Also, respect forum rules and do not tell us that the scientific method is ineffective in studying this field and cap that statement with "it's indisputable." Of course it's disputable, and we have hundreds of threads here that demonstrate just how disputable it is. You can't pretend to win an argument by assuming what is at issue and declaring it beyond dispute. I'm getting complaints from other members about this. We could use some sign of your understanding what scientific methods are, and how they are brought to bear on the pertinent questions of neurology and anomalous experience.

Also bullshit is not a banned word here. It's not reasonable to allow sufficient freedom for bullshit to be posted, and then ban the correct label for it when it is.
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Re: I think I might know what the immortal soul is.

Postby charon on February 14th, 2019, 12:28 am 

respect forum rules and do not tell us that the scientific method is ineffective


I haven't said that at all. I said:

I'm not blaming the scientific method. There's nothing wrong with the scientific method as far as it goes. But in the light of many of the things we're talking about it hasn't been effective. That's indisputable.


My statement is only false if you already hold the belief that:

a) The paranormal is nonsense.
b) The scientific method is near-infallible.
c)The scientific method is the correct, if not the only, way to ascertain the truth about the paranormal.

If you hold that belief then that in itself is contrary to the scientific method because none of those three options have been proven to be true.

If you hold the belief that the paranormal has some reality and may actually exist then it is indisputable that the method has not been successful in proving it - a fact about which I have been constantly reminded.

That, after all,is why there is a dispute. I think the paranormal exists and the others, including yourself, say otherwise and quote the constant failure of science to verify it.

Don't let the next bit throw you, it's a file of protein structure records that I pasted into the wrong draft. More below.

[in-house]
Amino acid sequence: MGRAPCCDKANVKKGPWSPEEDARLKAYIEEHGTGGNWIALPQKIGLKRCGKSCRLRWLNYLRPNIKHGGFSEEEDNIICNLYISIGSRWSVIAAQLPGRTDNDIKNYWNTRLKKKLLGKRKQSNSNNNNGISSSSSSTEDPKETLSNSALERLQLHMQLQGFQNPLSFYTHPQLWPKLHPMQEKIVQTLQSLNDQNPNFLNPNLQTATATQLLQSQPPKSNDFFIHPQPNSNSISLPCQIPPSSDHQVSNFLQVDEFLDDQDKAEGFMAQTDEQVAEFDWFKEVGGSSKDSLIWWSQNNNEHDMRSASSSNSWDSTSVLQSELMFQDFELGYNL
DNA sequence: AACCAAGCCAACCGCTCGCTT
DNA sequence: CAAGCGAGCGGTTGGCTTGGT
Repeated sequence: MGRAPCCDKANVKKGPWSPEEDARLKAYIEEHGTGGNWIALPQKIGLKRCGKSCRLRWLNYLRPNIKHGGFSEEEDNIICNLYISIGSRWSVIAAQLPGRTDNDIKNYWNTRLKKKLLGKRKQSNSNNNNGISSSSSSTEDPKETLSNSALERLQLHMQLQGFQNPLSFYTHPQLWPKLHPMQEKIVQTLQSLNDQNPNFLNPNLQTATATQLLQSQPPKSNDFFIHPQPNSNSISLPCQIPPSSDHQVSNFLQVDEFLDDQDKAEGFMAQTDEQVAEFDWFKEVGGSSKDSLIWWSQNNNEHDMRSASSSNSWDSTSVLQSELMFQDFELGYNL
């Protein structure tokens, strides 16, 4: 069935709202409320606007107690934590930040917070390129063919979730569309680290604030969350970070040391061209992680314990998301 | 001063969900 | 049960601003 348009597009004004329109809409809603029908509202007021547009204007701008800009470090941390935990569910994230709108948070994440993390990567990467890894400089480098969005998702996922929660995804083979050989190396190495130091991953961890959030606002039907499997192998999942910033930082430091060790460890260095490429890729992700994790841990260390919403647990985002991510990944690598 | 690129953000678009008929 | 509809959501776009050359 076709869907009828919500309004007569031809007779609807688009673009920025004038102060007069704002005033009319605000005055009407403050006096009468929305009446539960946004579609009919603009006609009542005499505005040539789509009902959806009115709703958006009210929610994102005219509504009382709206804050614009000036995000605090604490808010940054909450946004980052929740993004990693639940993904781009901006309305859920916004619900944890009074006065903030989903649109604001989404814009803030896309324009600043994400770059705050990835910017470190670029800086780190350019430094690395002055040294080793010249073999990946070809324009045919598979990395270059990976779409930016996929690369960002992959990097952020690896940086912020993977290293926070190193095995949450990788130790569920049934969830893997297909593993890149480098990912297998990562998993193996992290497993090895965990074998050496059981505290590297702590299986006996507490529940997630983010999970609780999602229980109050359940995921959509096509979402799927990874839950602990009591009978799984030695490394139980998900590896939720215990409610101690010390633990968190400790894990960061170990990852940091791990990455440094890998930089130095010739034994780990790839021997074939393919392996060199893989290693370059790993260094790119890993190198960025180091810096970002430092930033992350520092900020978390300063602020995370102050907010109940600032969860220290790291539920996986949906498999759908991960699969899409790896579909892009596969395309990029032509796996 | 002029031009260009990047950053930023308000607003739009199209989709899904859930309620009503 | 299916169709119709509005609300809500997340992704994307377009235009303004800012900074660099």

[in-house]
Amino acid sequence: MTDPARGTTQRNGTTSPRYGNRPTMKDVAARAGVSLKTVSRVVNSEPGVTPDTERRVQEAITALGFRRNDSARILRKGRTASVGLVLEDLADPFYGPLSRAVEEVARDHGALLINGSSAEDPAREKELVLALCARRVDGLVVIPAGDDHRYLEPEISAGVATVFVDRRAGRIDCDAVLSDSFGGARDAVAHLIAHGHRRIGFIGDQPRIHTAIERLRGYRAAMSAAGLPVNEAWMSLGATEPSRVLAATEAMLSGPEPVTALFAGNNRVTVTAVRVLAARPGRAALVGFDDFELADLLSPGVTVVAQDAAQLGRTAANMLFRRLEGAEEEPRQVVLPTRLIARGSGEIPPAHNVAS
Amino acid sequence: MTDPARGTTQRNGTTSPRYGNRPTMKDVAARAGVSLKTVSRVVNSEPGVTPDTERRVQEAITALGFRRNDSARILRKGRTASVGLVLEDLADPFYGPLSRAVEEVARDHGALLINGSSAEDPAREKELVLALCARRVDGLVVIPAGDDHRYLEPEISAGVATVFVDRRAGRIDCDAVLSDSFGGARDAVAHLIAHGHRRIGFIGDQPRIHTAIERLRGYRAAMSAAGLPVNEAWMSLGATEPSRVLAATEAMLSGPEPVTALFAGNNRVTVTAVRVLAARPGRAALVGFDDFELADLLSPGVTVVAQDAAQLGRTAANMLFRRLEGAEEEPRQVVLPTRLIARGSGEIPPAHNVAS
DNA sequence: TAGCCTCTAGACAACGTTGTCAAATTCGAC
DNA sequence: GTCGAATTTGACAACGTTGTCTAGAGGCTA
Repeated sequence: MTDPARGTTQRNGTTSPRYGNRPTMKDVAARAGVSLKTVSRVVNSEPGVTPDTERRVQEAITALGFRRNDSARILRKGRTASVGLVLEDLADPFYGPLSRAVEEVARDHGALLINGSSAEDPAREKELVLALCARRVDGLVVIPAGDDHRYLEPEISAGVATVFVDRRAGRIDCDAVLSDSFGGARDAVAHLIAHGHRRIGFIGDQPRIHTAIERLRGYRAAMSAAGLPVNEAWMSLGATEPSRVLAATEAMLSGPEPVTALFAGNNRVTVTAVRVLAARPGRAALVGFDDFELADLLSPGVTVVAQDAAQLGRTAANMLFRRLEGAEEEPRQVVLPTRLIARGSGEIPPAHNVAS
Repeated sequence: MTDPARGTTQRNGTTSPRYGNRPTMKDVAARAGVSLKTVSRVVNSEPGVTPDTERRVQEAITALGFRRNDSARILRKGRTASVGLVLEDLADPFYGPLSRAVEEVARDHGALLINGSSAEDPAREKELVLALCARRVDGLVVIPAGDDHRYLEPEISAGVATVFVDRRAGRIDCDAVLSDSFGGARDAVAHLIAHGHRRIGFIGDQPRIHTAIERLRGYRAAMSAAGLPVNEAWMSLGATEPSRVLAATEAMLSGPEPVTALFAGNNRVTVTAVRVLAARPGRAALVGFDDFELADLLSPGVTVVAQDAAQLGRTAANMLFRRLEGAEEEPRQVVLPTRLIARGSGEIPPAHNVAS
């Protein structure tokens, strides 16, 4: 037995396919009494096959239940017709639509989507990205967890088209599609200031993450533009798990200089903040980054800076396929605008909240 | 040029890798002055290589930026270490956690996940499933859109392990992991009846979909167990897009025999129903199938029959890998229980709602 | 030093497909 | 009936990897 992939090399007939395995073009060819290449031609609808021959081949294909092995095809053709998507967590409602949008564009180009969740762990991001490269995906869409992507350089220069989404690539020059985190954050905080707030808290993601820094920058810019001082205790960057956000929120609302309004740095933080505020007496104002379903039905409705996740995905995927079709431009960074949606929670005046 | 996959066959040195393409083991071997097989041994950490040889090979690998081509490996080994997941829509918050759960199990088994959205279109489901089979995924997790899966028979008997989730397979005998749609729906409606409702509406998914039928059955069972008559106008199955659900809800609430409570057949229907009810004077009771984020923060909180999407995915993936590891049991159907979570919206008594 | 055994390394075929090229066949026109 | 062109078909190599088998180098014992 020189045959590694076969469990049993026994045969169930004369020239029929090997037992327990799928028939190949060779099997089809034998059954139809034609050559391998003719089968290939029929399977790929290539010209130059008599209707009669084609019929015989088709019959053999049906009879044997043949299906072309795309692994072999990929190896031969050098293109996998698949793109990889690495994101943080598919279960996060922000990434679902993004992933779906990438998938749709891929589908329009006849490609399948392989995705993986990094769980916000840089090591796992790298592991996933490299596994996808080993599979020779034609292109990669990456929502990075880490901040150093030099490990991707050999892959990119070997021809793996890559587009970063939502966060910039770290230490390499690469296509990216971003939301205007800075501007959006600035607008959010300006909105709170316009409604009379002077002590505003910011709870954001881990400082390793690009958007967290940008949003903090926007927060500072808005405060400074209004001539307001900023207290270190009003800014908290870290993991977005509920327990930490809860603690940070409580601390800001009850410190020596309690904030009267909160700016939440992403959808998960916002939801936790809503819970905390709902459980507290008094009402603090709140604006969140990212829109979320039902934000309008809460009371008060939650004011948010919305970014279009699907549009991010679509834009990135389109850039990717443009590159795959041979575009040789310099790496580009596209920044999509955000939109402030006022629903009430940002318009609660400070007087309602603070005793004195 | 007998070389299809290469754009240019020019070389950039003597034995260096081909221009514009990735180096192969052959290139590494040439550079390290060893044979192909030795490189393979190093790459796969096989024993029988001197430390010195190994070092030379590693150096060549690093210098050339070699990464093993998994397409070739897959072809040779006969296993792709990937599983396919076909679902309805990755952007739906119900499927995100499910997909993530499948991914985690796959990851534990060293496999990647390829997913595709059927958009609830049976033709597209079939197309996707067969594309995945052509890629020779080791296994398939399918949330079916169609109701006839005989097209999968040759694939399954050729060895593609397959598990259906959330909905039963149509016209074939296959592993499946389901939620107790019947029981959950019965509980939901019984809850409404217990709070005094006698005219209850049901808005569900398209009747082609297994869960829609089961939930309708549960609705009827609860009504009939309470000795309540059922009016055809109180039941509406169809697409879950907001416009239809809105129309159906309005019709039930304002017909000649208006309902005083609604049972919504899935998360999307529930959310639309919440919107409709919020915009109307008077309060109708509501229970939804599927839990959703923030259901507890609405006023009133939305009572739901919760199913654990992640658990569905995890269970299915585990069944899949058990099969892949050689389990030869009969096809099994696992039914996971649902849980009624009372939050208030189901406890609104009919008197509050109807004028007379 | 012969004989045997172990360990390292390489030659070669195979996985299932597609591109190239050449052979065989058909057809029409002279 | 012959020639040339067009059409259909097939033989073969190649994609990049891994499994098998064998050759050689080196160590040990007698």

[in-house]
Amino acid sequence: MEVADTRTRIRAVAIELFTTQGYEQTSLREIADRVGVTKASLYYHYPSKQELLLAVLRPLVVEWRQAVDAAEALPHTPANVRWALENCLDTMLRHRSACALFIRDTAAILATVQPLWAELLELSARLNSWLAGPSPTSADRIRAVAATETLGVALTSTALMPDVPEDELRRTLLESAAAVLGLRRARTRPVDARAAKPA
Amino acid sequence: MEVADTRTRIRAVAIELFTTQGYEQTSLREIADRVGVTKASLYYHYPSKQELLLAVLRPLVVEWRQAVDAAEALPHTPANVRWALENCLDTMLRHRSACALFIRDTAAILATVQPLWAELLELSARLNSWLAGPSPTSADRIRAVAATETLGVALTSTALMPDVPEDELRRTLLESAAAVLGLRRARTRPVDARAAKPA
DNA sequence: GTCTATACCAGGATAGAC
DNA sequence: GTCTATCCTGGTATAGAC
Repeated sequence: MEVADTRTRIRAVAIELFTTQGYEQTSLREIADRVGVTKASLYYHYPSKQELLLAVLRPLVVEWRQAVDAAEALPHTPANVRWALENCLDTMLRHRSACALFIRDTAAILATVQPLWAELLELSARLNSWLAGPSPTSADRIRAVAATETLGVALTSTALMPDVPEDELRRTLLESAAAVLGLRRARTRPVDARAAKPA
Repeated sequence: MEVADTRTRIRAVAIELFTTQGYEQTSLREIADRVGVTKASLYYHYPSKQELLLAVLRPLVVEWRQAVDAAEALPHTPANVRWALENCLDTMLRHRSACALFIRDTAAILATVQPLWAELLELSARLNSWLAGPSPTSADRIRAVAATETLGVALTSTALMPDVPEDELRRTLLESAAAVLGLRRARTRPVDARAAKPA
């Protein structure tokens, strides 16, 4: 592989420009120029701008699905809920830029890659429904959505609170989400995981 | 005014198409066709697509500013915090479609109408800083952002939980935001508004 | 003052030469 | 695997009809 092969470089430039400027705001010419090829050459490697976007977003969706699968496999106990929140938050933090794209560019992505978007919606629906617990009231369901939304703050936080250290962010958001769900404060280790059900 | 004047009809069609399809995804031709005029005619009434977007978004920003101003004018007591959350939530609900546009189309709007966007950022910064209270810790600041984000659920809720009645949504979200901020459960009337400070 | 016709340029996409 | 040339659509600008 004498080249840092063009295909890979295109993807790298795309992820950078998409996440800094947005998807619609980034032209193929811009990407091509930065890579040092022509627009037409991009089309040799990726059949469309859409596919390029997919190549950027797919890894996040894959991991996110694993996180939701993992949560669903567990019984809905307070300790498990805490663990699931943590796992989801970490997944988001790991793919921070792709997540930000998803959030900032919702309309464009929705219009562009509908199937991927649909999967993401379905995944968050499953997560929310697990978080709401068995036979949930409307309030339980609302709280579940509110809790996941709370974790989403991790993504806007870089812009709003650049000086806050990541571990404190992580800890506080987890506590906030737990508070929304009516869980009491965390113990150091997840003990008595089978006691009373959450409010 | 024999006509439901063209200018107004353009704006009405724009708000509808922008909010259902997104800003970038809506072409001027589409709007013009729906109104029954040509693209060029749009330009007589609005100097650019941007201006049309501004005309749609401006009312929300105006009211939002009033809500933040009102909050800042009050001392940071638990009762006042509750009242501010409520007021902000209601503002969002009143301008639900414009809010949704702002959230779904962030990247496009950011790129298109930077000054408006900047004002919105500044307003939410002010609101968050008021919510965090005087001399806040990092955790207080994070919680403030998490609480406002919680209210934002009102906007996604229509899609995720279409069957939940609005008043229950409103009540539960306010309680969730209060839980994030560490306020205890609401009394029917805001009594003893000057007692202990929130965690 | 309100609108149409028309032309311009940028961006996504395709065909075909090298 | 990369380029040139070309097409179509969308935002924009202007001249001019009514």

Your evidence depends on lab tests which follow the method (or should). Mine depends a great deal on the multitude of stories that people tell, many of which are supported by others and/or other evidence. They can't all be wrong, deluded, stupid, hallucinating, etc etc, and, frankly, it is insulting to suggest so. They are people like you and me.

It is scientism that says only the scientific method in lab tests counts as evidence. Psychic abilities may not happen, or happen sporadically, or not happen at all under those conditions. This is an obvious fact since it depends on the subject's sensitivity.

If that is understood then it becomes plain that:

a) the method is loaded against them.
b) the thing that is being tested is not understood by the testers.
c) The results are therefore untrustworthy.

This is not the same as testing machines. Also, and I have made this point several times, events most often happen by themselves, involuntarily.

Does the scientific method take that into account? You know it does not. Therefore it is almost certain that the scientific method may not be the right way to properly test the paranormal.

If you can find fault with this argument please show me where it is wrong. That is a fair request.